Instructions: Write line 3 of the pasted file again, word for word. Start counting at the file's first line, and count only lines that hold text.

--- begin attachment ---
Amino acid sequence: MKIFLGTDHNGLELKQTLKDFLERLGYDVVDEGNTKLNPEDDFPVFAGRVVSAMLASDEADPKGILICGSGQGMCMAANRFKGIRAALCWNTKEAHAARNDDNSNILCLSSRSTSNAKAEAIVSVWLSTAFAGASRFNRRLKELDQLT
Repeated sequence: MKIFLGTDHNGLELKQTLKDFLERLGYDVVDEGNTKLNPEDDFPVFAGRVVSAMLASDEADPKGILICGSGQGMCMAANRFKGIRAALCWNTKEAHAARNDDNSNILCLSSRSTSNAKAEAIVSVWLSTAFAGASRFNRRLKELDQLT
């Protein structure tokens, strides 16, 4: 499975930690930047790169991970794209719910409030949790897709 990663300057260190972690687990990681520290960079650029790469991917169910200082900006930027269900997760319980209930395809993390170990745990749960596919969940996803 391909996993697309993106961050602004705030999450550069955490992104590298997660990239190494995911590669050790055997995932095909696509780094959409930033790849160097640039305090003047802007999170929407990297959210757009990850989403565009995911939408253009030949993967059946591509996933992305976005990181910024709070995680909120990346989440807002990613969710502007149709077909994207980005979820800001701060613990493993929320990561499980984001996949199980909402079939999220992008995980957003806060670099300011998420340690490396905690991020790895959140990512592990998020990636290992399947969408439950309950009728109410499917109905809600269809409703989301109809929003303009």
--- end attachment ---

């Protein structure tokens, strides 16, 4: 499975930690930047790169991970794209719910409030949790897709 990663300057260190972690687990990681520290960079650029790469991917169910200082900006930027269900997760319980209930395809993390170990745990749960596919969940996803 391909996993697309993106961050602004705030999450550069955490992104590298997660990239190494995911590669050790055997995932095909696509780094959409930033790849160097640039305090003047802007999170929407990297959210757009990850989403565009995911939408253009030949993967059946591509996933992305976005990181910024709070995680909120990346989440807002990613969710502007149709077909994207980005979820800001701060613990493993929320990561499980984001996949199980909402079939999220992008995980957003806060670099300011998420340690490396905690991020790895959140990512592990998020990636290992399947969408439950309950009728109410499917109905809600269809409703989301109809929003303009």